With Joe Biden being declared the victor in the presidential race, Mayor Eric Garcetti's name has quickly risen in political circles as a possible Cabinet appointee, but he said Monday his attention is on local matters, most notably the coronavirus pandemic.
"I'm more focused on COVID numbers here in Los Angeles and the need for a (federal) relief bill, and we've got two and a half months ... of an existing administration," Garcetti said during an appearance on KPCC radio's "Air Talk" program. "And our city and cities across this country need a relief bill that, I'm hopeful, that maybe is one of the last things we can see (President) Donald Trump do, or certainly get ready to do it as soon as President Biden is there.
"So, that's really occupying my time, but when Joe calls I never refuse that phone call. I always answer the phone, but I'm really just savoring this moment."
Garcetti said he hasn't given serious consideration into whether he would accept a cabinet position if one was offered to him.
"It's not something I'm weighing right now, quite frankly,'' he said, adding that he forged a strong bond with Biden during the campaign. "It's something that I am happy to give my counsel and advice to the president-elect."
The mayor's name has surfaced most often in discussion of the Transportation Secretary position. When asked by KPCC what he could hypothetically bring to the U.S. Department of Transportation, Garcetti -- who is also the Los Angeles County Metropolitan Transportation Authority board chairman -- noted the need for cutting-edge technology that uses renewable energy, as well as connecting people to infrastructure.
But Garcetti said the federal stimulus bill needs to be implemented immediately, once it receives congressional approval.
"I'm certainly going to be a very strong voice with this administration, and I think all of California should be ... to say, `Let's go big and let's go fast,' and we could get this economy back on track quickly,'' he said.
Even if Garcetti declines to take a cabinet seat, he listed a series of priorities he would like the new administration to undertake, such as strengthening immigration laws to protect people under the DREAM Act, to address homelessness nationwide and to take on climate change, starting with reentering the Paris Agreement.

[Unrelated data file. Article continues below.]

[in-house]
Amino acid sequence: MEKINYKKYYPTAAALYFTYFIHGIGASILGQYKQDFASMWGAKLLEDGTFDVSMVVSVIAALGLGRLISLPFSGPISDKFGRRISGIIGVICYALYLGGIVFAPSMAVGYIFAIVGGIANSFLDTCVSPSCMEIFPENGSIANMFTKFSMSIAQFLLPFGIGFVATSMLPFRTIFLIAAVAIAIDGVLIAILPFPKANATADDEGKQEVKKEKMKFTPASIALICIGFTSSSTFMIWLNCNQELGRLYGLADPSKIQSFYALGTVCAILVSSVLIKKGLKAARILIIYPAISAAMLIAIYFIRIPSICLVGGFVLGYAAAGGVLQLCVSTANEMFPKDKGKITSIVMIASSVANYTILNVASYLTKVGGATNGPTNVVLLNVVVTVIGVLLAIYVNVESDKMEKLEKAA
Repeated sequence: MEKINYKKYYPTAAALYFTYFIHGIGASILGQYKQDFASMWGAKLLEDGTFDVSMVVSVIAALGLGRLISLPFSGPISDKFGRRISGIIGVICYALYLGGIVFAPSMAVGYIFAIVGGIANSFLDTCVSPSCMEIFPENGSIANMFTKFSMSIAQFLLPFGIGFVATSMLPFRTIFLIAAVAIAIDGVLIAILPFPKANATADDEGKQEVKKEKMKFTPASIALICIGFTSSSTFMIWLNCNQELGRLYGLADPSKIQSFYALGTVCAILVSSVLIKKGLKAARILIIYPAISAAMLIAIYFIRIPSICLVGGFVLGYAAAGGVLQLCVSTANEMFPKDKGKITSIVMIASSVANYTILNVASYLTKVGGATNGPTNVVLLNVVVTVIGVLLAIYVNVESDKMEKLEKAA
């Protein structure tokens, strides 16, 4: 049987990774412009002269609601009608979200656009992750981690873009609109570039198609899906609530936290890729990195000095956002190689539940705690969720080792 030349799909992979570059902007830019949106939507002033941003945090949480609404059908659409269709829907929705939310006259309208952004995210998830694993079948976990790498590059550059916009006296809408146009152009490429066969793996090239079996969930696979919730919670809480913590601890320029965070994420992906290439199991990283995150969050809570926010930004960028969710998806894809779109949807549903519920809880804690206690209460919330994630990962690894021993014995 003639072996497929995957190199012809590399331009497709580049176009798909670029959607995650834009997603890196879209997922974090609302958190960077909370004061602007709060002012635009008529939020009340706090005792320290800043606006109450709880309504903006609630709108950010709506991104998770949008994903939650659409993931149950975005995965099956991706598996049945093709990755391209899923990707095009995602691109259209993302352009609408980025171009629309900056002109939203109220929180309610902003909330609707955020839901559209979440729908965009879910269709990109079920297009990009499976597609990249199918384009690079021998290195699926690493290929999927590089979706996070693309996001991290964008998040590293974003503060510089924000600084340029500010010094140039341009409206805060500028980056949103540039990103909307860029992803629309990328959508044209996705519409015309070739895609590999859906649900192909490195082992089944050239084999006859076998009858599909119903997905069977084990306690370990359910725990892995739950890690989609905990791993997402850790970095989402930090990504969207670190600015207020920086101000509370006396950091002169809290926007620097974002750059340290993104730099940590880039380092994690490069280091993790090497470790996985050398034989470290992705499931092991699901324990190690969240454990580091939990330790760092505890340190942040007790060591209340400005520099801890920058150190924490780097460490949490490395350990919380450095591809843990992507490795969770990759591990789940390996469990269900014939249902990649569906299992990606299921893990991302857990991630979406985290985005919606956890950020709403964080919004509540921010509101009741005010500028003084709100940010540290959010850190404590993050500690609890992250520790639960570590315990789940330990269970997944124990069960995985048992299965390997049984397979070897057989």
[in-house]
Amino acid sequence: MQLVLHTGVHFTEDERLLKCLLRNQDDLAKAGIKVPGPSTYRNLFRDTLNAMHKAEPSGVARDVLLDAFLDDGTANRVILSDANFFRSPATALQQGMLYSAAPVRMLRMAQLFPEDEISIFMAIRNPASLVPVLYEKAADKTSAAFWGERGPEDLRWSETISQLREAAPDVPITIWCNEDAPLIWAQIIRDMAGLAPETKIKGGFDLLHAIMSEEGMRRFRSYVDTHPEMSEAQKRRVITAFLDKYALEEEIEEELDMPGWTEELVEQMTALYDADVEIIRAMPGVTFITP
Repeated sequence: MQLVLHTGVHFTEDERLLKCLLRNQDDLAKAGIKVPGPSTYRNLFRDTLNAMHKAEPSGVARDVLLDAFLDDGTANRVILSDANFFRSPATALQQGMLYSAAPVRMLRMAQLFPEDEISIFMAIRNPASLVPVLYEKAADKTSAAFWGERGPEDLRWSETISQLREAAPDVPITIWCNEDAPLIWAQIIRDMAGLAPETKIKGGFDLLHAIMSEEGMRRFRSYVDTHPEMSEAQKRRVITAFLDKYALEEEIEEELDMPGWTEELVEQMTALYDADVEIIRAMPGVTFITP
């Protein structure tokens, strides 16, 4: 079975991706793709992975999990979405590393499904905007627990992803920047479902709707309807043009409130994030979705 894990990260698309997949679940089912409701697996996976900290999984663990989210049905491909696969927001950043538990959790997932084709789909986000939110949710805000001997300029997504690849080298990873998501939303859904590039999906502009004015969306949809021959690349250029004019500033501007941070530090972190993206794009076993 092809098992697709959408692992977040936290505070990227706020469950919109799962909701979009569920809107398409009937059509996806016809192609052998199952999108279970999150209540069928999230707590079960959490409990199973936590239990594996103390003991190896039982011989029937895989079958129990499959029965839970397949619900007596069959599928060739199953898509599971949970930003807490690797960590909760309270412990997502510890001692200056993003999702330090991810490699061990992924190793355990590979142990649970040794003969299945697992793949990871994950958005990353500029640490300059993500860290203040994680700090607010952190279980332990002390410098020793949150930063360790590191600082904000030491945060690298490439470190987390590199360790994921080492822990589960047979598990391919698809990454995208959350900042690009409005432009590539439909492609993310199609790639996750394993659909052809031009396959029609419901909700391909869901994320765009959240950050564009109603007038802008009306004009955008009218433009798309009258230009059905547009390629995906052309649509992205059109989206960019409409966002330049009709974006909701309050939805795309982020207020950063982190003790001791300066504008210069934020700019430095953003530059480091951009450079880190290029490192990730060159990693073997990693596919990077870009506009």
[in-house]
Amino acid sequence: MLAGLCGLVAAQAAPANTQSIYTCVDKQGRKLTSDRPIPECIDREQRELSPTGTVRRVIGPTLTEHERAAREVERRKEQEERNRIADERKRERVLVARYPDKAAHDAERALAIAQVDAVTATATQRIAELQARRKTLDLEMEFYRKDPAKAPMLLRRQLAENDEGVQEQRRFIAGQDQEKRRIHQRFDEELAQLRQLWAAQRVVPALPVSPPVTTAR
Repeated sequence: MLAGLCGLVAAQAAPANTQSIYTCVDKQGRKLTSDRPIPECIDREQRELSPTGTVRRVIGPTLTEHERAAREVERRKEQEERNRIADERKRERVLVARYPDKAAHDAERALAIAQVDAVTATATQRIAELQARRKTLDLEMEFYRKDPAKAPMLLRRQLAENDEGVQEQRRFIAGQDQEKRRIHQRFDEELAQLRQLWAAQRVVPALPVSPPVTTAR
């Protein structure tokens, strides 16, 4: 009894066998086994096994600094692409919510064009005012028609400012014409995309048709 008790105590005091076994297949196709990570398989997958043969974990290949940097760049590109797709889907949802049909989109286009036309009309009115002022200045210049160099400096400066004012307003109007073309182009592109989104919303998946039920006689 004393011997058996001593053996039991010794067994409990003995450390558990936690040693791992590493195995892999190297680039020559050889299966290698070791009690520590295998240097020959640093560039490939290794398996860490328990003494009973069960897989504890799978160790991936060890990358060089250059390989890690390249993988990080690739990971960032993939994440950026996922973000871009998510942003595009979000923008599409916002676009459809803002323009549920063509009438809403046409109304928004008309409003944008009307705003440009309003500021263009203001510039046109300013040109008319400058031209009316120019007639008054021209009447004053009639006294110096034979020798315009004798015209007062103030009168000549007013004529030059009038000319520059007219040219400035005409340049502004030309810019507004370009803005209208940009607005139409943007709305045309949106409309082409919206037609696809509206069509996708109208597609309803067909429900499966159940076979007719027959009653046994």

Garcetti, whose mayoral term ends in 2022, told the Los Angeles Times in October that "it's more likely than not" that he'll serve out his term. Garcetti was a national co-chair of Biden's campaign.
If Garcetti accepts a position in the Biden administration, he could be replaced by an appointee of the Los Angeles City Council who would finish his term. Another option is to hold a special election for the remainder of the term.
Rob Wilcox, a spokesperson for the City Attorney's Office, said the City Clerk will be able to provide more information as to how quickly a special election can be held, but it typically takes several months because of candidate qualification timelines and other pre-election administrative requirements of the clerk and Registrar Recorder/County Clerk.
The city's charter states that the City Council president, currently Councilwoman Nury Martinez, would become acting mayor until a replacement is found.
A Twitter group that sought to draft Joe Biden to run for president in 2016 started a campaign in 2017 to support a Garcetti run for president. But the mayor in 2019 decided not to run and instead put his support behind Biden shortly after he announced his campaign.
Outside of a possible Cabinet appointment, Garcetti's name has also surfaced as a possible replacement for Biden's vice president, Kamala Harris, in the U.S. Senate. Gov. Gavin Newsom will appoint someone to fill out Harris' term.
The Thomas and Dorothy Leavey Center for the Study of Los Angeles at Loyola Marymount University released a survey Monday of elected leaders and political influencers from across Los Angeles, and most believe the Senate appointment will go to California Secretary of State Alex Padilla, a former Los Angeles city councilman and state senator.
Researchers reached out to their list of political thought leaders in Los Angeles County, then supplemented it with additional ``snowball sampling'' -- influential members of the local political sphere who were recommended by the survey's initial participants. In the end, 174 individuals responded to the survey between Oct. 5-23.
Thirty-five percent predicted Newsom would tap Padilla for Harris' seat, followed by Long Beach Mayor Robert Garcia, at 16.9%. Another 14.8% anticipated the seat would go to Attorney General Xavier Becerra. Reps. Karen Bass and Adam Schiff were also mentioned as possible choices, along with Garcetti.
Newsom said Monday there was no timeline for when an appointment would be made, noting it was still to early in the process. But he said his office is already working through the "cattle call of considerations" relating to making the selection and determining the process of making the decision.
Newsom said he wants to ``make sure it's inclusive, want to make sure we are considerate of people's points of view.'' But he said his "weekend was not focused on that," but on the continuing coronavirus pandemic.
The LMU survey can be accessed at: lmu.app.box.com/s/k7i0uqsyzz2wn5tc5tnthevx01iggc6q.